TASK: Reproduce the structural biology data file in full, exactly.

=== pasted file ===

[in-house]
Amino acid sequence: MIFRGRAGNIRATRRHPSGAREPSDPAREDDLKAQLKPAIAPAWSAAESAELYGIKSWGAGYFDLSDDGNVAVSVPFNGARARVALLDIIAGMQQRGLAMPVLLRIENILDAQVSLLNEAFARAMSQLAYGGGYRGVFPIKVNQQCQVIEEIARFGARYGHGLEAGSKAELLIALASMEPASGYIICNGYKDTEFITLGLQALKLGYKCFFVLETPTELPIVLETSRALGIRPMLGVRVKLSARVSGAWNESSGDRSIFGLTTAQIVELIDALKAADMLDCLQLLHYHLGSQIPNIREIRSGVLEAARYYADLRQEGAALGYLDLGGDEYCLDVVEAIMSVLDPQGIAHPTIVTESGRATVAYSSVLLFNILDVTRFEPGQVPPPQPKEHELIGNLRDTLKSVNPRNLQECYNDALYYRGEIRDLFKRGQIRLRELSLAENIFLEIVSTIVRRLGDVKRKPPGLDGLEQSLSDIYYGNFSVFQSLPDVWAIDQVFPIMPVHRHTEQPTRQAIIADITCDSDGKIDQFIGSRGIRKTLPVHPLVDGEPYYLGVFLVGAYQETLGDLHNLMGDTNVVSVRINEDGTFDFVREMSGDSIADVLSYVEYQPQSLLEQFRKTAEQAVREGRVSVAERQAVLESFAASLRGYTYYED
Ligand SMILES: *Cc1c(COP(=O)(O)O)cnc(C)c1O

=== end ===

[in-house]
Amino acid sequence: MIFRGRAGNIRATRRHPSGAREPSDPAREDDLKAQLKPAIAPAWSAAESAELYGIKSWGAGYFDLSDDGNVAVSVPFNGARARVALLDIIAGMQQRGLAMPVLLRIENILDAQVSLLNEAFARAMSQLAYGGGYRGVFPIKVNQQCQVIEEIARFGARYGHGLEAGSKAELLIALASMEPASGYIICNGYKDTEFITLGLQALKLGYKCFFVLETPTELPIVLETSRALGIRPMLGVRVKLSARVSGAWNESSGDRSIFGLTTAQIVELIDALKAADMLDCLQLLHYHLGSQIPNIREIRSGVLEAARYYADLRQEGAALGYLDLGGDEYCLDVVEAIMSVLDPQGIAHPTIVTESGRATVAYSSVLLFNILDVTRFEPGQVPPPQPKEHELIGNLRDTLKSVNPRNLQECYNDALYYRGEIRDLFKRGQIRLRELSLAENIFLEIVSTIVRRLGDVKRKPPGLDGLEQSLSDIYYGNFSVFQSLPDVWAIDQVFPIMPVHRHTEQPTRQAIIADITCDSDGKIDQFIGSRGIRKTLPVHPLVDGEPYYLGVFLVGAYQETLGDLHNLMGDTNVVSVRINEDGTFDFVREMSGDSIADVLSYVEYQPQSLLEQFRKTAEQAVREGRVSVAERQAVLESFAASLRGYTYYED
Ligand SMILES: *Cc1c(COP(=O)(O)O)cnc(C)c1O